[Python-Dev] 2.7 is here until 2020, please don't call it a waste.
fijall at gmail.com
Tue Jun 2 21:07:40 CEST 2015
There was a PSF-sponsored effort to improve the situation with the
https://bitbucket.org/pypy/codespeed2/src being written (thank you
PSF). It's not better enough than codespeed that I would like, but
gives some opportunities.
That said, we have a benchmark machine for benchmarking cpython and I
never deployed nightly benchmarks of cpython for a variety of reasons.
* would be cool to get a small VM to set up the web front
* people told me that py3k is only interesting, so I did not set it up
for py3k because benchmarks are mostly missing
I'm willing to set up a nightly speed.python.org using nightly build
on python 2 and possible python 3 if there is an interest. I need
support from someone maintaining python buildbot to setup builds and a
VM to set up stuff, otherwise I'm good to go
DISCLAIMER: I did facilitate in codespeed rewrite that was not as
successful as I would have hoped. I did not receive any money from the
PSF on that though.
On Mon, Jun 1, 2015 at 1:14 PM, M.-A. Lemburg <mal at egenix.com> wrote:
> On 01.06.2015 12:44, Armin Rigo wrote:
>> Hi Larry,
>> On 31 May 2015 at 01:20, Larry Hastings <larry at hastings.org> wrote:
>>> p.s. Supporting this patch also helps cut into PyPy's reported performance
>>> lead--that is, if they ever upgrade speed.pypy.org from comparing against
>>> Python *2.7.2*.
>> Right, we should do this upgrade when 2.7.11 is out.
>> There is some irony in your comment which seems to imply "PyPy is
>> cheating by comparing with an old Python 2.7.2": it is inside a thread
>> which started because "we didn't backport performance improvements to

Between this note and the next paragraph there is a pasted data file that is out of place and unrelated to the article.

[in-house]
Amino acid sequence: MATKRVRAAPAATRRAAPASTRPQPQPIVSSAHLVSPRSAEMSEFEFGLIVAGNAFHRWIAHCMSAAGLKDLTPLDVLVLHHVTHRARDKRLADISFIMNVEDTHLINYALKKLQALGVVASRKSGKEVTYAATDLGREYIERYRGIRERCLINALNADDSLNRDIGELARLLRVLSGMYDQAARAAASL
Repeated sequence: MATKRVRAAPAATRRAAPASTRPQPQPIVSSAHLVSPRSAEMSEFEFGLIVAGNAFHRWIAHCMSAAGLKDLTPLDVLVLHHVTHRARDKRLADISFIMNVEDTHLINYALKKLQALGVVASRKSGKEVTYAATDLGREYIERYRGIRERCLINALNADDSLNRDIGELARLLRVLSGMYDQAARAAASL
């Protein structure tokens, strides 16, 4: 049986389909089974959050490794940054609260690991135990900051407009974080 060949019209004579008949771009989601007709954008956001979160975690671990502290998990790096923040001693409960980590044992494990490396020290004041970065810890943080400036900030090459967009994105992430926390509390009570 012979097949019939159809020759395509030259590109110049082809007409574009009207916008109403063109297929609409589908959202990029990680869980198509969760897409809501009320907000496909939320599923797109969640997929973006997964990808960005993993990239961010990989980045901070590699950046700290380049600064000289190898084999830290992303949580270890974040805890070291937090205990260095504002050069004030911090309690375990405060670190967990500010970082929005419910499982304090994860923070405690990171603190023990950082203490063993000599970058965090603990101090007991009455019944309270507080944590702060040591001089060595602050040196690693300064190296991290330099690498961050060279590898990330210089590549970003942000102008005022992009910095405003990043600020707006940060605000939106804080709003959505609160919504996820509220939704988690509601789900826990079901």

>> 2.7.x so far".
>> Just to convince myself, I just ran a performance comparison. I ran
>> the same benchmark suite as speed.pypy.org, with 2.7.2 against 2.7.10,
>> both freshly compiled with no "configure" options at all. The
>> differences are usually in the noise, but range from +5% to... -60%.
>> If anything, this seems to show that CPython should take more care
>> about performance regressions. If someone is interested:
>> * "raytrace-simple" is 1.19 times slower
>> * "bm_mako" is 1.29 times slower
>> * "spitfire_cstringio" is 1.60 times slower
>> * a number of other benchmarks are around 1.08.
>> The "7.0x faster" number on speed.pypy.org would be significantly
>> *higher* if we upgraded the baseline to 2.7.10 now.
> If someone were to volunteer to set up and run speed.python.org,
> I think we could add some additional focus on performance
> regressions. Right now, we don't have any way of reliably
> and reproducibly testing Python performance.
> Hint: The PSF would most likely fund such adventures :-)
> Marc-Andre Lemburg
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